The Jewel Box cluster is best observed through binoculars or, better still, a small telescope. If you love the Perseus Double Cluster in the north, you'll instantly love the Jewel Box – NGC 4755 – a bright open cluster found close to Gacrux and Becrux in the Southern Cross.

Four stars in binoculars, it's revealed as 100 sparkling red and blue stars in a telescope.


Coalsack Nebula

Southern hemisphere sky: an astronomy guide (8)

Best time to see March-September

There's nothing to see here, but that's the point. Look just below the Jewel Box Cluster for a dark band across the Milky Way, which will be very obvious if you're under a dark sky.

The Coalsack is an interstellar dust cloud about 600 light years distant that blocks the light of stars behind it from reaching us. It's a type of object known as a dark nebula. The stars you can see 'within' it – visible with binoculars – are in fact closer to us than the Coalsack itself.



Southern hemisphere sky: an astronomy guide (9)

Best time to see October-May

Also known as the Great Star of the South, Canopus is a visual big brother to Sirius.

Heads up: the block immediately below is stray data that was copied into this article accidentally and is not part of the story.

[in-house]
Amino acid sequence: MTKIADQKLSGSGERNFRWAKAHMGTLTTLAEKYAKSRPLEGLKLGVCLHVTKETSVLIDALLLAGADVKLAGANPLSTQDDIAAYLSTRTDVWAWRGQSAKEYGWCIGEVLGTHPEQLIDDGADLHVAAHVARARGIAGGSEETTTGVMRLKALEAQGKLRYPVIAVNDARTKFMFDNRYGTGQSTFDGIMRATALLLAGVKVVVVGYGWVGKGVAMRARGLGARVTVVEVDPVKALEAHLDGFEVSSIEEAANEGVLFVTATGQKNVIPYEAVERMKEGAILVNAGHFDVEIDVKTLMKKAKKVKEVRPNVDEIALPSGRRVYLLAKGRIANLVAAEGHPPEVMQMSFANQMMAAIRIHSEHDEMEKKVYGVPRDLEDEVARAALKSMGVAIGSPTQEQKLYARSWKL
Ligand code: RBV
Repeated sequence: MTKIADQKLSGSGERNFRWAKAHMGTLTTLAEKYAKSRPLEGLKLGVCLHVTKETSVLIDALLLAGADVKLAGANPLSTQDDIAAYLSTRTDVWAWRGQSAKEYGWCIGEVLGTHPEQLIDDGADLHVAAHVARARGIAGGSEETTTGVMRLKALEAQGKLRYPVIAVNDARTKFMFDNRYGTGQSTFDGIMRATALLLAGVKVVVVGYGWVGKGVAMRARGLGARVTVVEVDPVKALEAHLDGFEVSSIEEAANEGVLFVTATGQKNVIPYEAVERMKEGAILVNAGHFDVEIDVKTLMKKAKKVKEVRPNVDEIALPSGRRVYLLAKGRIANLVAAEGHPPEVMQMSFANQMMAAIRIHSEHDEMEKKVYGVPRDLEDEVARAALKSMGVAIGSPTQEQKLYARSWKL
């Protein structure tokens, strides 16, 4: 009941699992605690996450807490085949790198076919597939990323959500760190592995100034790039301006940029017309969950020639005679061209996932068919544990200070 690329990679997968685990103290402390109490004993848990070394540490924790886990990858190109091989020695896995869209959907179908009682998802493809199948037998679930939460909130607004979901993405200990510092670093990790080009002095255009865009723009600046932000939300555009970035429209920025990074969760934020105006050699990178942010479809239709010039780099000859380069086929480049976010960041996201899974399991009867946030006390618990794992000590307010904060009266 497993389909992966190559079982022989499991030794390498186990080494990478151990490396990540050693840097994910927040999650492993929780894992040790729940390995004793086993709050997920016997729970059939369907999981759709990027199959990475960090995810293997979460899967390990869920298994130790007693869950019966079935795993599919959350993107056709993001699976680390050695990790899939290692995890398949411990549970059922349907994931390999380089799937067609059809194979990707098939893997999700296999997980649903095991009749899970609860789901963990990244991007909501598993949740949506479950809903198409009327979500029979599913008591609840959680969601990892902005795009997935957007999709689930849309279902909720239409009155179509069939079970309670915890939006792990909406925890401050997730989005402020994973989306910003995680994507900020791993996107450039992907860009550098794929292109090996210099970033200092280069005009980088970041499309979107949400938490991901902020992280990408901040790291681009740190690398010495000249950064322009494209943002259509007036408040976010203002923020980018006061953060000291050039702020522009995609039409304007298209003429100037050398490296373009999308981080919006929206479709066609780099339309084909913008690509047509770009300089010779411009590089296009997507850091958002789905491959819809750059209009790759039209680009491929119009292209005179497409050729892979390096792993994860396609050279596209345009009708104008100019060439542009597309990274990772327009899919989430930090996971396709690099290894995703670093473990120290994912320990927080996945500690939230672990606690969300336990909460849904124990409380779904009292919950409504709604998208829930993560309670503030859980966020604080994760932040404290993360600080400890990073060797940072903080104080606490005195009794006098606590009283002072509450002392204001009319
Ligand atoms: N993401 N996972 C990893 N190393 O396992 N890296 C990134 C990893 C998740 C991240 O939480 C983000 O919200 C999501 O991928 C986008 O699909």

The second brightest star in the sky after Sirius is 40 degrees below its brighter companion, so while rarely visible to stargazers in the northern hemisphere (it can be glimpsed from equatorial latitudes), both stars are often seen together in the southern night sky.

However, these brothers aren't close; Sirius is 8.7 lightyears from us, while Canopus is 313 lightyears distant, and a whopping 65 times larger than the Sun.


(Video) Find North with the Stars - The Southern Cross (Southern Hemisphere)

Small & Large Magellanic Clouds

Southern hemisphere sky: an astronomy guide (10)

Best time to see October-February

Northern newcomers have been heard to utter that the southern hemisphere is too cloudy, until being told that those hazy patches are actually close-by galaxies.

The SMC and the LMC, dwarf galaxies that orbit the Milky Way, are filled with dense star fields and a major reason why the world's biggest telescopes are situated south of the equator.